After watching Ohio State guard D’Angelo Russell drop 25 points on his alma mater in the first half Jan. 6, Flip Saunders harkened back to his sandlot hoops days growing up in Cleveland.
"If I was playing a pickup game," Saunders, the former Golden Gopher and current Wolves coach and president, told KFAN 100.3 last week. "I’d take him (first)."
There’s plenty to fancy about a 6-foot-5, 193-pound combo guard prospect who can score at will, weave passes through defenses like a sewing needle through microfiber, and instincts beyond his 19 years of age. But in a draft featuring two dominant big men, the likes of whom Saunders says only come along every 15 years or so, the Timberwolves probably won’t take Russell with the No. 1 overall pick.
That honor will go to either Karl-Anthony Towns or Jahlil Okafor. "Can you afford to pass on someone like that, that has a chance to maybe be a dominating player, whether it’s on offense or being a multidimensional player, whatever it is?" Saunders asked. "So even though a guard can be dominant from that perspective, you’ve got a better chance of finding someone that can kind of offset the guards than you can find a big guy that’s maybe a multi-skilled type player."
That won’t stop Minnesota from giving Russell a good look, though.
The Louisville, Ky., native is a dominant scorer who averaged 19.3 points per game on 44.9 percent shooting, connected on 41.1 percent of his 3-point attempts and is a handful in pick-and-roll situations. He might be an even better passer, having averaged five assists per game and run Buckeyes coach Thad Matta’s intricate offense to perfection.
Russell is the kind of flex guard who can be transcendent in today’s NBA, a la Stephen Curry and James Harden. Even in years past, Saunders’ best teams as a coach came with a powerful scoring option at the point — Stephon Marbury, Sam Cassell, Chauncey Billups.
Russell, for his part, says he doesn’t favor one spot over the other. Supremely confident, he also agrees with Jerry West’s assertion Russell could one day beat out Okafor and Towns as the Class of 2015’s top player.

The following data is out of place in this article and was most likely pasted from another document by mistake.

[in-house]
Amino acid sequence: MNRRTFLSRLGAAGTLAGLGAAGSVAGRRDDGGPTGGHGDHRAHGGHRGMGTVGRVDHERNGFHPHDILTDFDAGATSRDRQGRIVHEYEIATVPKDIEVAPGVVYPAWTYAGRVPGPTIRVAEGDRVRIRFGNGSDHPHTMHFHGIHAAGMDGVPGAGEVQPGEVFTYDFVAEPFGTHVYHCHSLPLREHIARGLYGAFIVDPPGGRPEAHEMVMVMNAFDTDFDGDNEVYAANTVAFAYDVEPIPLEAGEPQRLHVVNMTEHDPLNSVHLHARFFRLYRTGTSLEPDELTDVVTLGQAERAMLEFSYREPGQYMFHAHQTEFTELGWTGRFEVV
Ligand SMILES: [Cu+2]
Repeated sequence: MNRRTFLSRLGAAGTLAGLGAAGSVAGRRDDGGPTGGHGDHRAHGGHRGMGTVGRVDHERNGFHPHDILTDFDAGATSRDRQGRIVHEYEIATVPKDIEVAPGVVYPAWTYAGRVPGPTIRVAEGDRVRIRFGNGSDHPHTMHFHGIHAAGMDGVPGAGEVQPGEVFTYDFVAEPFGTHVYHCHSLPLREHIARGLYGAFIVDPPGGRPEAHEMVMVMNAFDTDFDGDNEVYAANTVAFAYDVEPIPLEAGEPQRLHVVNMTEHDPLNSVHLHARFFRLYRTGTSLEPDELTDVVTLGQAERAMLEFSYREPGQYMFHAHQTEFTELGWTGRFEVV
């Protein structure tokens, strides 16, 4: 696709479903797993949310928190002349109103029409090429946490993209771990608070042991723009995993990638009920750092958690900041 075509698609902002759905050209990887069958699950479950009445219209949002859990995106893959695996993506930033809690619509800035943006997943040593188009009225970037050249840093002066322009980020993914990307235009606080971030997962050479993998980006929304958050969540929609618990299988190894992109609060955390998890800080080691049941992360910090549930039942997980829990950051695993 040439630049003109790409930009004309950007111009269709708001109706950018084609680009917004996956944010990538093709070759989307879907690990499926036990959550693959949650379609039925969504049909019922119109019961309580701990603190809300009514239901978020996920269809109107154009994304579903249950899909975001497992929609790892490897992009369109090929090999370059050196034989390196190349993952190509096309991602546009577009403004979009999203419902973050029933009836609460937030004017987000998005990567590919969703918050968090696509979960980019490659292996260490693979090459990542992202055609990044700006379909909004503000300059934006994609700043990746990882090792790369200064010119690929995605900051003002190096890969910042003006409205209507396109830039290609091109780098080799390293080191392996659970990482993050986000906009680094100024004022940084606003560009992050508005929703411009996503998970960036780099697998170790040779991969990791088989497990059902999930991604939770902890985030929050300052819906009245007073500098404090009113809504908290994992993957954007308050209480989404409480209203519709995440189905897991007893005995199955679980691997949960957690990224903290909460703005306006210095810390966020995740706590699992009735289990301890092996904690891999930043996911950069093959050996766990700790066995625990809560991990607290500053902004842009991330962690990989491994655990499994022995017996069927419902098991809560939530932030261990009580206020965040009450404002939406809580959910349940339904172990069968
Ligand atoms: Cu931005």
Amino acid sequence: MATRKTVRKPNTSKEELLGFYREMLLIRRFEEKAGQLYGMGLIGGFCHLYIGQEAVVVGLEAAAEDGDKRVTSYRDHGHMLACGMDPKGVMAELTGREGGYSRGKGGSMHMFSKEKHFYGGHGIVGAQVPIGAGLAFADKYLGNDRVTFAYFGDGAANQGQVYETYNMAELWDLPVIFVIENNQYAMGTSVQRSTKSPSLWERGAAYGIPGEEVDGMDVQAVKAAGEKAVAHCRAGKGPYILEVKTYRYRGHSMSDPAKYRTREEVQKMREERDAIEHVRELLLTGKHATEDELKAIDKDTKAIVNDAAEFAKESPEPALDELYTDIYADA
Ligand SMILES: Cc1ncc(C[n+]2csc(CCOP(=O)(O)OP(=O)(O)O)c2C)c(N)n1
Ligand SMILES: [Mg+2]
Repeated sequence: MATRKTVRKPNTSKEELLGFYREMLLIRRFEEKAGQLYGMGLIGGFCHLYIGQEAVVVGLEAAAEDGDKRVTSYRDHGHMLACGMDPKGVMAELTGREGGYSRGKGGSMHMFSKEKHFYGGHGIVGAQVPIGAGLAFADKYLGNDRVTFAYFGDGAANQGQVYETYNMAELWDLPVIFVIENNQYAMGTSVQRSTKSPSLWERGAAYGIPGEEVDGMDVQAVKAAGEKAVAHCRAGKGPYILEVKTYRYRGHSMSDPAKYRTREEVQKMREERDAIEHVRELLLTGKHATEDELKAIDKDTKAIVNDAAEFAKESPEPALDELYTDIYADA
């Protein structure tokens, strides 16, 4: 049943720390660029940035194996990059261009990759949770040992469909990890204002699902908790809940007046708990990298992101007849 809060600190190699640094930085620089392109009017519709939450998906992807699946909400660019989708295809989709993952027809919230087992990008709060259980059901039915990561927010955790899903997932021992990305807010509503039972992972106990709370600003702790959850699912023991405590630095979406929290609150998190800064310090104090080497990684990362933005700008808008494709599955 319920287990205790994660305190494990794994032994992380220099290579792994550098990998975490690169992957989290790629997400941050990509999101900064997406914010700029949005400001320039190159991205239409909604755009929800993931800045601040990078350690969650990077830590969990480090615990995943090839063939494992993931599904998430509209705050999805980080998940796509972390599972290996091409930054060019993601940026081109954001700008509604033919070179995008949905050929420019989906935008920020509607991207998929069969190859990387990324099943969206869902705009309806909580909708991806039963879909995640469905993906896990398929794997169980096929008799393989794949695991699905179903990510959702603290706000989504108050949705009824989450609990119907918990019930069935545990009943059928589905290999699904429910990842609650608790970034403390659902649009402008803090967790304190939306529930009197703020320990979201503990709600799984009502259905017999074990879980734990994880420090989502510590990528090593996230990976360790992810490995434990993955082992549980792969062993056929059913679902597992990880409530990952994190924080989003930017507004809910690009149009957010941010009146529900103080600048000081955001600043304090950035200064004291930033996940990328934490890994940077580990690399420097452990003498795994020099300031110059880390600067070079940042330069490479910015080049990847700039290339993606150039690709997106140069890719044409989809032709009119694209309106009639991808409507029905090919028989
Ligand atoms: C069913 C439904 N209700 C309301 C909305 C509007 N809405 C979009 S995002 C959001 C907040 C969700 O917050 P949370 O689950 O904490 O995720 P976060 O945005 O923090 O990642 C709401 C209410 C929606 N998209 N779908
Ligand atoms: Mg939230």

"I’m the best player in the draft," Russell, who won the inaugural award named after West as college basketball’s top shooting guard, told reporters at last month’s NBA Draft Combine.
This from a kid who originally expected to spend four years in Columbus. Whereas Okafor and Towns were blue-chip prospects from the outset, Russell made his name during the course of one sterling collegiate season, rising up draft boards as it progressed.
"I can’t say I planned to be a one-and-done," Russell told NBA TV at the combine. "I came in ready to unpack my bags and do what I can do to help the program."
Three years at Montverde Academy — a boarding school in Florida — helped season Russell, pitting him in practice against Joel Embiid, Florida’s Michael Frazier and Kasey Hill and Kentucky’s Dakari Johnson. A year after graduating, Russell received the West Award, Big Ten freshman of the year recognition and first-team all-American accolades.
Ohio State finished sixth in the rugged Big Ten, lost in the conference tournament quarterfinals and fell 73-58 in the NCAA tourney’s second round.
Russell does have his weaknesses, including a tendency to loaf on defense and less-than-exemplary strength. Furthermore, the Wolves don’t have much room for him, having just signed point man Ricky Rubio to a four-year extension early last season.
The Lakers are expected to take whichever center Minnesota doesn’t, leaving the 76ers and Knicks to try and decide between Russell and fellow top-tier guard Emmanuel Mudiay.
Drafting Russell would likely mean trading Rubio. Saunders has said on the record that’s not at all likely.
But he won’t soon forget those dazzling 20 minutes at Williams Arena, or neglect Russell’s star as Saunders and the front office evaluate Russell and, they hope, meet with him for a private workout and/or interview (he already met with Minnesota at the combine).
"I think right now, the way he played that first half against Minnesota, if every game he played like that, there’d be no discussion," Saunders said.